Judge Suggests Campaign to Raise Awareness of Living Wills

Should writing a living will before you get old be compulsory? A High Court judge thinks so, and specialist lawyers have added their support to his suggestion.

An article in the Daily Mirror, centred on a recent hearing at the Court of Protection concerning the treatment of a pensioner with dementia in a minimally conscious state. Judge Justice Francis is based in the Family Division of the High Court in London. He also oversees hearings in the Court of Protection.

The judge said he thought a campaign to educate people about living wills would be a good idea – an awareness-raising exercise along the same lines as organ donation campaigns. A living will sets out what a person wants to happen to them if they contract a serious, incapacitating illness.

A living will doesn’t have any legal meaning, but typically refers to either an advance statement or decision.

An advance statement sets out how a person would like to be looked after and cared for and can be used if someone uses the ability to make or communicate decisions. An advance decision is where someone formalises their wishes in regards to future medical treatment and whether they want to receive it or not. It’s legally binding, so those caring for the person must follow their instructions, and it allows someone to refuse treatment, even if doing so will result in their death.

The case in question related to The Royal Wolverhampton NHS Trust, who had asked for a ruling on the treatment of an elderly man in their care. Doctors at the hospital wanted to put a feeding tube into his stomach but needed the judge to rule on whether this would be lawful.

Lawyers representing the man did not object, and the judge concluded that the pensioner couldn’t make the decision. However, the man’s family had been in conflict with the hospital over his treatment and had made negligence complaints. They did not attend the hearing.

The judge described the case as “very sad”, and that there were plenty of these kind of cases. If patients, while they still had the capacity to do so, made a living will, then the courts might not need to get involved so often.

Specialist law firms agreed with the judge, telling the Mirror such a campaign was necessary. James Beresford of Slater and Gordon said no-one liked to think about getting ill or dying, but it would be much kinder for those left to look after us if we had already made our wishes clear.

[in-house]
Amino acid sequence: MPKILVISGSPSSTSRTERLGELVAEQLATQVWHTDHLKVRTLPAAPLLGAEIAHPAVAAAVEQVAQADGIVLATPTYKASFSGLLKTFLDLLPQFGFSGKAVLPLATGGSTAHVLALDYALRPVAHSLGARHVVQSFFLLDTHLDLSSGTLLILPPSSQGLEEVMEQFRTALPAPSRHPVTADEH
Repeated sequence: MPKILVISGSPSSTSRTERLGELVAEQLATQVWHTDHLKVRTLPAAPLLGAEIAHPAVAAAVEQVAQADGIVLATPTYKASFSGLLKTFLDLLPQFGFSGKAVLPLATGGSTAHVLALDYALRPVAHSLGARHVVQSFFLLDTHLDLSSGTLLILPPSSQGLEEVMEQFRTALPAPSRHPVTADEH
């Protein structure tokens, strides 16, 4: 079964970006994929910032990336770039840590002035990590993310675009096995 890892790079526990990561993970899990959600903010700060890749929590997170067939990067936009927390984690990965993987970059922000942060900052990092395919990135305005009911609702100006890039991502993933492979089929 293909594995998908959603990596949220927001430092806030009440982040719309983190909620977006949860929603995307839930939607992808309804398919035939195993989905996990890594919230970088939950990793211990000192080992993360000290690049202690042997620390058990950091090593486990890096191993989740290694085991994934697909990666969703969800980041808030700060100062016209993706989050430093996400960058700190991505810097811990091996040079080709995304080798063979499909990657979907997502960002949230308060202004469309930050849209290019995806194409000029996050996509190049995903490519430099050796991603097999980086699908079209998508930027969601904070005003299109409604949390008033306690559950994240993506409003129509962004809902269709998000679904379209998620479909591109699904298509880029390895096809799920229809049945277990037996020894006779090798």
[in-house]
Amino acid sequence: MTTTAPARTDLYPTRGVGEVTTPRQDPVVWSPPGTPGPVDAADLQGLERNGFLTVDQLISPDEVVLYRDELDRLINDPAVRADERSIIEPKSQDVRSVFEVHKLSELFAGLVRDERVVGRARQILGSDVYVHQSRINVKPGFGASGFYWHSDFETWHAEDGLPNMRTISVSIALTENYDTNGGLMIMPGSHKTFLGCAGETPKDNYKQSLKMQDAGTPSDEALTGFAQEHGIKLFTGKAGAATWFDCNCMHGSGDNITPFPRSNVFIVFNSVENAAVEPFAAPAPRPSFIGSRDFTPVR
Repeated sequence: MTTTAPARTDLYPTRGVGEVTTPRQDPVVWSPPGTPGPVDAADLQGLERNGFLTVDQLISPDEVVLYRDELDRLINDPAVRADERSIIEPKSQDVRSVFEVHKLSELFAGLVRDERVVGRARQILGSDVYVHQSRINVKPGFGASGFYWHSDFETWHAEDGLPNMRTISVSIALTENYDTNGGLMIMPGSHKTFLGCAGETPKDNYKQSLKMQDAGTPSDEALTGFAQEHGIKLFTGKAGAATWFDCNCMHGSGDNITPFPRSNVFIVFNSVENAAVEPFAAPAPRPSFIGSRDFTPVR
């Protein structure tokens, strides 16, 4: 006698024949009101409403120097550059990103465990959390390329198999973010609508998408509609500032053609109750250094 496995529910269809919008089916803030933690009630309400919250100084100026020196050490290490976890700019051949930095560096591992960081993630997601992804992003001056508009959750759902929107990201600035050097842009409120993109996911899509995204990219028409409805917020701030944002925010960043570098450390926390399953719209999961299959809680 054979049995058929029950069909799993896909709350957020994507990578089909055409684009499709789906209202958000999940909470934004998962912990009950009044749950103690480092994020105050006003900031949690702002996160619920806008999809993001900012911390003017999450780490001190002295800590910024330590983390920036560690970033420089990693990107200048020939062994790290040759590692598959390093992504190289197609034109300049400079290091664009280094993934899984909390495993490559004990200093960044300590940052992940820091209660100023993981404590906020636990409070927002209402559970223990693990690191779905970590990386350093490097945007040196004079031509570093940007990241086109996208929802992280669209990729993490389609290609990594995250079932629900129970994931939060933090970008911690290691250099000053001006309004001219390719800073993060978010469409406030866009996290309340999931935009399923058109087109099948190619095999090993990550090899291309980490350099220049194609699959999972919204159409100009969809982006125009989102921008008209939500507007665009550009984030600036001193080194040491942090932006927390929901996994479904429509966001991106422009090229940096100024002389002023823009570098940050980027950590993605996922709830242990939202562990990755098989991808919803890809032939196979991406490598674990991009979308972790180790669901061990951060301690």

Julia Newland of Garside & Hoy would like to point out that a health and welfare Lasting Power of Attorney would also allow people to leave more detailed instructions as to what they would want to happen to them in the event that they no longer had mental capacity. Living wills were not the only option.

For next of kin tracing and a range of International Asset services, contact Finders International on Freephone 0800 085 8796 or email contact@findersinternational.co.uk .

If you wish to speak to someone about Lasting Powers of Attorney, please contact the office on 0208 427 5656 or email Julia Newland (Julia.newland@garsideandhoy.co.uk) or Suzanna Baker (Suzanna.baker@garsideandhoy.co.uk).

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Julia Newland features in The Law Society Gazette

Julia Newland was approached by The Law Society to be interviewed to feature in their weekly publication, The Law Society Gazette.

This week Julia’s interview was published and it can be read online here: https://www.lawgazette.co.uk/my-legal-life/my-legal-life-julia-newland/5064323.article

Julia is a Partner at Garside & Hoy and head of the Private Client department . If you wish to speak to Julia, please contact her by email on Julia.Newland@GarsideandHoy.co.uk or by telephone on 0208 427 5656.

 

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Will Aid 2017

We are pleased to announce that Garside & Hoy will again be participating in the Will Aid Scheme this November. The scheme runs throughout the entire month of November and every year raises thousands of pounds for nine different UK charities. These include NSPCC, British Red Cross and Age UK.

When making a Will as a part of the scheme, we will waive our usual fees and instead ask clients to make a donation to Will Aid.  The scheme covers simple single Wills and also mirror Wills. The minimum donation is £95 for a basic single Will or £150 for a pair of basic mirror Wills although we wish to raise as much as we can for this very worthy cause.

Last year Garside & Hoy raised £10,450 for Will Aid bringing our total thus far to just over £67,308. If you would like to make your Will whilst also supporting the charities please contact our office on 0208 427 5656 or email: info@garsideandhoy.co.uk.

Do also visit our website page for more information on why you should make a Will: www.garsideandhoy.co.uk/practice-areas/wills-probate-and-elderly-clients/wills-codicils-and-inheritance-tax-2/